Some other stuff:

From Mechelle – Nina Davis always in right place

 There’s a quality that exists among certain basketball players that really can’t quite be attributed to their size, or quickness, or even skill level. And that is their magnetism to the basketball. Or vice versa.

It seems almost freakish sometimes, doesn’t it? In a good way, of course, for the people who have it. Although even they often can’t explain it.

“I guess from playing for so long,” Baylor forward Nina Davis said, “I just know where the ball is going next.”

Well, that’s not exactly it. She’s only a sophomore, so we’re not talking about a grizzled veteran. The bottom line is that Davis has a knack for being where the ball is, and we’re probably never going to be completely sure how she does it.

But it’s something that Baylor assistant coach Bill Brock noticed when he was recruiting the 5-foot-11 Davis.

Espnw honors Jewell Loyd as their POY, Mitchell as their FOY, and Semrau as their COY.

FiveThirtyEight says: Princeton Enters Women’s Tournament As An Unusual Sort Of Undefeated Team

Unlike UConn and Notre Dame last season, which were the clear top-two teams entering the tournament, Princeton won’t even be favored to advance from its region. None of its wins came against teams now ranked in the Top 25. Its conference schedule was a breeze: Penn was the only other Ivy League team with a winning conference record, and just Cornell joined Princeton and Penn with a winning overall record.

Princeton’s nonconference schedule wasn’t all that hard, either. After Tuesday’s regular-season finale, senior guard Blake Dietrick said she started thinking 30-0 was possible when the Tigers beat Michigan by 30 in Ann Arbor.

Check out this nice video on the Ivy Tigers: Perfect Princeton Is Ready To Dance

The AP’s writes Steve Megargee writes: Women’s mid-majors could be poised for breakthrough tourney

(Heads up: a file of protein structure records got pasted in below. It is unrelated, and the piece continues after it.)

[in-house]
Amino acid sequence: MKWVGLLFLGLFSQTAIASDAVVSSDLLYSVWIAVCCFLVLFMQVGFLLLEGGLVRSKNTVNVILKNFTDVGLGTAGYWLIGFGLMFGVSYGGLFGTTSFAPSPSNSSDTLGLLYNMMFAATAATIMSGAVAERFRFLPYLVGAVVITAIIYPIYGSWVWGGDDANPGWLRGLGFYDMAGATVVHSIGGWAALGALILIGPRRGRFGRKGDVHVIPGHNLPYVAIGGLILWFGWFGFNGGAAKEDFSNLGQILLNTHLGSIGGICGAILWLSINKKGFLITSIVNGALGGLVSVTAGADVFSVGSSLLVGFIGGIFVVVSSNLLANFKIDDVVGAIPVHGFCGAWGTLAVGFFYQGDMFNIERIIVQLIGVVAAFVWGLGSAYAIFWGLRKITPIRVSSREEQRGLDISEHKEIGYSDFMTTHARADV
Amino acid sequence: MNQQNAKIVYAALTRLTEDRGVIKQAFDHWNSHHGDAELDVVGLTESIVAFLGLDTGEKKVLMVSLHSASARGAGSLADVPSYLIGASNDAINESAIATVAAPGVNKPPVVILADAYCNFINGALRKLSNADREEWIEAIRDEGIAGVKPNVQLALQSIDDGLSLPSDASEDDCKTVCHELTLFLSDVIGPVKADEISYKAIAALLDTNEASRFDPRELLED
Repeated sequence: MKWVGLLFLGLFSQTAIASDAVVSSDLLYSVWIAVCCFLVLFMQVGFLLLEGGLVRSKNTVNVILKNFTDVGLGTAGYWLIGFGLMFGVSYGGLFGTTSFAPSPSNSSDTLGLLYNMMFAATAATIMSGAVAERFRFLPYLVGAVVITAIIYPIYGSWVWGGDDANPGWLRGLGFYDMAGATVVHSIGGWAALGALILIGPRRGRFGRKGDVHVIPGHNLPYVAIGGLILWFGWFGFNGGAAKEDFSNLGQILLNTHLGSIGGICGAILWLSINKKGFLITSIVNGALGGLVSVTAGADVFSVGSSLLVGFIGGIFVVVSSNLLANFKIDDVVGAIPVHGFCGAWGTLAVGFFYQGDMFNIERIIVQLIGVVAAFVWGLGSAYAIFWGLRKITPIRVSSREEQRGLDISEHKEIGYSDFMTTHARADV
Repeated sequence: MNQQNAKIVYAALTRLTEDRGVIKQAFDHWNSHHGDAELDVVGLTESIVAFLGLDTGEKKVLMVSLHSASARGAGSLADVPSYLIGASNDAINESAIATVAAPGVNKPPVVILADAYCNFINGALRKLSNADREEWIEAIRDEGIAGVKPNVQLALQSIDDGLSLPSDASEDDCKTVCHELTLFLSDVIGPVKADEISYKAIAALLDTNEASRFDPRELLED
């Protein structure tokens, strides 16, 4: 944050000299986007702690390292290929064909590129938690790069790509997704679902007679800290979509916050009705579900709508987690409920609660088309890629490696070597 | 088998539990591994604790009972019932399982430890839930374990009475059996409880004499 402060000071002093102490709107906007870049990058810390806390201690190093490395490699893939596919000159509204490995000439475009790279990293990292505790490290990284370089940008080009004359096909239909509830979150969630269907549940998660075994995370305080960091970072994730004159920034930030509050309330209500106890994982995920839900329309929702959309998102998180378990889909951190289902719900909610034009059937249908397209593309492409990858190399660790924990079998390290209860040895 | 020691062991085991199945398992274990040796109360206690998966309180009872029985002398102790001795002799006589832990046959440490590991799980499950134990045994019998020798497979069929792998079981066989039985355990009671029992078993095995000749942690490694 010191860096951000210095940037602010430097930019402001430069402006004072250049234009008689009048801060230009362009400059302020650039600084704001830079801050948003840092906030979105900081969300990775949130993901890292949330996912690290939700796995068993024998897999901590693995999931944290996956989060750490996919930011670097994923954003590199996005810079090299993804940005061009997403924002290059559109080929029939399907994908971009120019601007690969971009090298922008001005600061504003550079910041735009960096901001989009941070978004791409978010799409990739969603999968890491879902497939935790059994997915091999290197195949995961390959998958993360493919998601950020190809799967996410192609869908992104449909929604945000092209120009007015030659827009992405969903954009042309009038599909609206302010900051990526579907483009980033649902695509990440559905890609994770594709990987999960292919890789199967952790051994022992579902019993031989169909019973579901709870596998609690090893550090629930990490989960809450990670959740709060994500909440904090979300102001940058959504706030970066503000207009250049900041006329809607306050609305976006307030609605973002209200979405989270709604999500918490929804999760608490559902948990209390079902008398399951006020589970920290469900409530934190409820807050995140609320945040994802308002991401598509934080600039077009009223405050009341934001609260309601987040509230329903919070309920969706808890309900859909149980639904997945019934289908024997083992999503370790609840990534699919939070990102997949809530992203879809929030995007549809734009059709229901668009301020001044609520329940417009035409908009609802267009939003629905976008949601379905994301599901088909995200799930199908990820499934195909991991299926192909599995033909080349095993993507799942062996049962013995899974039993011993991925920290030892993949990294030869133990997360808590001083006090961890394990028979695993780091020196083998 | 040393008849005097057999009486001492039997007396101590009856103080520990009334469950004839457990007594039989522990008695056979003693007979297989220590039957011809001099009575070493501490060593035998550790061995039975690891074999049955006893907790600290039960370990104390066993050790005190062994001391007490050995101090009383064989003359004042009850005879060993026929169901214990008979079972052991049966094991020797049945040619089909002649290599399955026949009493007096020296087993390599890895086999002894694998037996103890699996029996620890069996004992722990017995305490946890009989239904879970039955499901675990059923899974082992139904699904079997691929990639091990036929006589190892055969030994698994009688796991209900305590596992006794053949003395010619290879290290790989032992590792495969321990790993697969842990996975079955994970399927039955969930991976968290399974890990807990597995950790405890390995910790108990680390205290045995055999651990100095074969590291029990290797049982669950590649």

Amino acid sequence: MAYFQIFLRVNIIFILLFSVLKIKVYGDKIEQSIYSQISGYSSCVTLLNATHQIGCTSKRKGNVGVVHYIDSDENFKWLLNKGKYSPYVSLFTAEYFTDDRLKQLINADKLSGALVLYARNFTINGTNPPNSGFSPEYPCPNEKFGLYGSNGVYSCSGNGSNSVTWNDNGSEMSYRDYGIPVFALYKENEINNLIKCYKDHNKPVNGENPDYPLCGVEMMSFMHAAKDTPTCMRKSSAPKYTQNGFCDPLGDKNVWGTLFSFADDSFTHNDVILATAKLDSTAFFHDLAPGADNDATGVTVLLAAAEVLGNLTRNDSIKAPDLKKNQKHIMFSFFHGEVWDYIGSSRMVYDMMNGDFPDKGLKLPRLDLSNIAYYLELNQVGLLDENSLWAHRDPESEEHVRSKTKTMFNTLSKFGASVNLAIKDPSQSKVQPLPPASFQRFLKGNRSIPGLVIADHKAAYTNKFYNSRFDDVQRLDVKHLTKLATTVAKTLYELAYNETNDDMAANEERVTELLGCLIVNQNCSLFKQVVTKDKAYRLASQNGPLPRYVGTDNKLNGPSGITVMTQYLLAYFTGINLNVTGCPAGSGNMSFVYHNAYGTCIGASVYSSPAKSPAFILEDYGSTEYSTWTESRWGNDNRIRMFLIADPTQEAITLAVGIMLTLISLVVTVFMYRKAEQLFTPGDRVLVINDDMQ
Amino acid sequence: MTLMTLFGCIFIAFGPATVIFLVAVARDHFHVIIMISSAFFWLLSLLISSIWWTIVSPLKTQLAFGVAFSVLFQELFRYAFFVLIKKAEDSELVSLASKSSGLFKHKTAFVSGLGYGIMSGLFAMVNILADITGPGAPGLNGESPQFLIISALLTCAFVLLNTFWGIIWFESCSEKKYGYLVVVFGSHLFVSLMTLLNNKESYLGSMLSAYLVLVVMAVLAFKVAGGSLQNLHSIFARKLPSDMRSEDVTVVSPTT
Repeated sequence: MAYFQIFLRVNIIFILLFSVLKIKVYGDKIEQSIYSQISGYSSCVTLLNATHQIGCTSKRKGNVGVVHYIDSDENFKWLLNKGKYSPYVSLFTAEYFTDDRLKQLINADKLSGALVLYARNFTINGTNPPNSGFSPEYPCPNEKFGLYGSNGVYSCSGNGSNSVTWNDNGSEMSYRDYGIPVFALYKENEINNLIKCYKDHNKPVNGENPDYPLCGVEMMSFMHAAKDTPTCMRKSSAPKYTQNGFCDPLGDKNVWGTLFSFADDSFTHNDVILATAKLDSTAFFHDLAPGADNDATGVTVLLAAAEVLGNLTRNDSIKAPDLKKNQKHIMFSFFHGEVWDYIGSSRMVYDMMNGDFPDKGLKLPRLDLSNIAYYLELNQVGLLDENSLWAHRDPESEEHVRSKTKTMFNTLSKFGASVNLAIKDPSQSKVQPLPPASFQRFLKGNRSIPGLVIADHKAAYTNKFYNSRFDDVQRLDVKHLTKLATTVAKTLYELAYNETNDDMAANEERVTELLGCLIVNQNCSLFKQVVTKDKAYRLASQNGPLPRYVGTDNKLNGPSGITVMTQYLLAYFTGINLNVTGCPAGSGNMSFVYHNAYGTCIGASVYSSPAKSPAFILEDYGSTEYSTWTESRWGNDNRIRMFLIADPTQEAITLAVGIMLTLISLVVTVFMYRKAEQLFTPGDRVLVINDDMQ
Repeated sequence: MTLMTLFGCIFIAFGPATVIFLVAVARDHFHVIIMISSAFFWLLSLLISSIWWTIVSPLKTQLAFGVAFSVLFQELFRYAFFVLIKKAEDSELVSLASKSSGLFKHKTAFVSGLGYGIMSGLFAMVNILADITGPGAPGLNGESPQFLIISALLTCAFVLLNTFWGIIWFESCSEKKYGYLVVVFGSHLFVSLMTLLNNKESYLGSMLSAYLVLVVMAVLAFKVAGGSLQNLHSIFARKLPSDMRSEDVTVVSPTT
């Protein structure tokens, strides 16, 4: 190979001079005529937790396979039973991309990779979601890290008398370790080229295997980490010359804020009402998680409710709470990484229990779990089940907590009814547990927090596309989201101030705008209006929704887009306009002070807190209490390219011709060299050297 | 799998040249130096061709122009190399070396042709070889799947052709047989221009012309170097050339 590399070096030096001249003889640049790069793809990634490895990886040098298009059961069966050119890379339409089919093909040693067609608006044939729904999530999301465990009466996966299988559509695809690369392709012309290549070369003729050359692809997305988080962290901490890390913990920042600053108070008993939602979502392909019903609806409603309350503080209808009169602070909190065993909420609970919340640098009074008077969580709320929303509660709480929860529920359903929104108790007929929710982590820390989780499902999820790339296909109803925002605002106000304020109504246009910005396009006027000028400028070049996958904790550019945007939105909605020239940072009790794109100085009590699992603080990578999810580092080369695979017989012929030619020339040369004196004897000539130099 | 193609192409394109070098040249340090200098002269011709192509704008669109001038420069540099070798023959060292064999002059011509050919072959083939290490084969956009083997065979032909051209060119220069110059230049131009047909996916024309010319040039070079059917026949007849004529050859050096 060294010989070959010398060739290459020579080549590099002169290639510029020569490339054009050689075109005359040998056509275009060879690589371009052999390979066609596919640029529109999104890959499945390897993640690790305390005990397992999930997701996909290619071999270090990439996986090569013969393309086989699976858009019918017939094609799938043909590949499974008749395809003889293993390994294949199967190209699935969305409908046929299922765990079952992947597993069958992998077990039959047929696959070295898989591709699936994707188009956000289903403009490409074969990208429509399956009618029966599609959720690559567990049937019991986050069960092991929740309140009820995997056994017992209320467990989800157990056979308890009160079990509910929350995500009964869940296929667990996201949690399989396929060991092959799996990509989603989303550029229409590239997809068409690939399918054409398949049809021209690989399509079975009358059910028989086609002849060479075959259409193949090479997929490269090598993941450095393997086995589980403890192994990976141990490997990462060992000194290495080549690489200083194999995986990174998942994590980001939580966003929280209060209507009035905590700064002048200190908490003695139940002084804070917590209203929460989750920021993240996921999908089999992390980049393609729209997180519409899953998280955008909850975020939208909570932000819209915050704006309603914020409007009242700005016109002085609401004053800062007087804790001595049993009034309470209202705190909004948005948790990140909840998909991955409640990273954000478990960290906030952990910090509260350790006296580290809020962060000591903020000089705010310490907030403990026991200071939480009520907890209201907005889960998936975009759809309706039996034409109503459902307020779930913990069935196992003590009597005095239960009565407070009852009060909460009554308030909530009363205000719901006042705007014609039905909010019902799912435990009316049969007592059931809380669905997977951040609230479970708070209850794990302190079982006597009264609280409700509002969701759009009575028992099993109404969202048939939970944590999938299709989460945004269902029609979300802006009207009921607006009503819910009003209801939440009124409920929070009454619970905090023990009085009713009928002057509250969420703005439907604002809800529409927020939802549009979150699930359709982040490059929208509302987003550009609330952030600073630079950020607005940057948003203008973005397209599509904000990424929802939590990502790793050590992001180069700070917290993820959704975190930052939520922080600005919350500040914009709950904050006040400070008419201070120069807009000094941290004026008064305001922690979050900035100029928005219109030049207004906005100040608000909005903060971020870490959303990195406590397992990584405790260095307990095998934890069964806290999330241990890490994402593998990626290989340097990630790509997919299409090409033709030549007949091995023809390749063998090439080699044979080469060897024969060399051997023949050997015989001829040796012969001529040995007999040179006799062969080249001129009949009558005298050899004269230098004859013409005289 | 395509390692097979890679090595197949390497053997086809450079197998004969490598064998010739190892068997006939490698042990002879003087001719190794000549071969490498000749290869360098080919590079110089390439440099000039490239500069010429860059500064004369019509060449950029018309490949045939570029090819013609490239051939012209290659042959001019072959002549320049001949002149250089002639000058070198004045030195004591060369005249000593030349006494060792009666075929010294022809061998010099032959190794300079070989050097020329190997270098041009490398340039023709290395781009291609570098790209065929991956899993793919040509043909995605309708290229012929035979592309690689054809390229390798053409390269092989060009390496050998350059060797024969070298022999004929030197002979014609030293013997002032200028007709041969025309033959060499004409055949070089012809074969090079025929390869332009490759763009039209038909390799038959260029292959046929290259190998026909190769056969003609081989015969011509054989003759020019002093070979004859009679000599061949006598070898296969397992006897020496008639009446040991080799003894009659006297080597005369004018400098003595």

Mid-major women’s basketball programs historically have much less success in the NCAA Tournament than their counterparts on the men’s side.

Perhaps this is the year that changes.

The latest Top 25 includes four mid-majors ranked 20th or higher: No. 13 Princeton, No. 17 Chattanooga, No. 19 George Washington and No. 20 Florida Gulf Coast. Gonzaga, Green Bay, James Madison and Western Kentucky also have appeared in the Top 25 this season.

“We just want to win and want to prove to people we can compete in March,” said Princeton guard Blake Dietrick.

Dishin’ and Swishin’ is talking da Bears and da Buckeyes.

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Must watch Snappy TV – Fun stuff from the Huskers: WBB Lip Sync-Staff

Nice stuff from Mechelle: Bonded by basketball: Sisters love Big 12 tournament

If you were at the recent Big 12 women’s basketball tournament, you might have seen them on the Jumbotron at American Airlines Center. Who was that group of people who were there for every session and seemed like they were having a blast no matter who was playing?

One day, they were wearing matching white T-shirts with the words “Geneva’s Convention” on the back. That might have set some minds stirring. Hmmmm … there aren’t any players or coaches in the Big 12 named Geneva, are there? Nobody is from a town of that name, are they? Does Switzerland have anything to do with it?

No, no, no. Geneva Tuttle was a very big women’s basketball fan, and the Big 12 tournament became her annual bonding event with her three sisters. And after illness took Geneva in 2007 at age 67, the gathering expanded to other family members.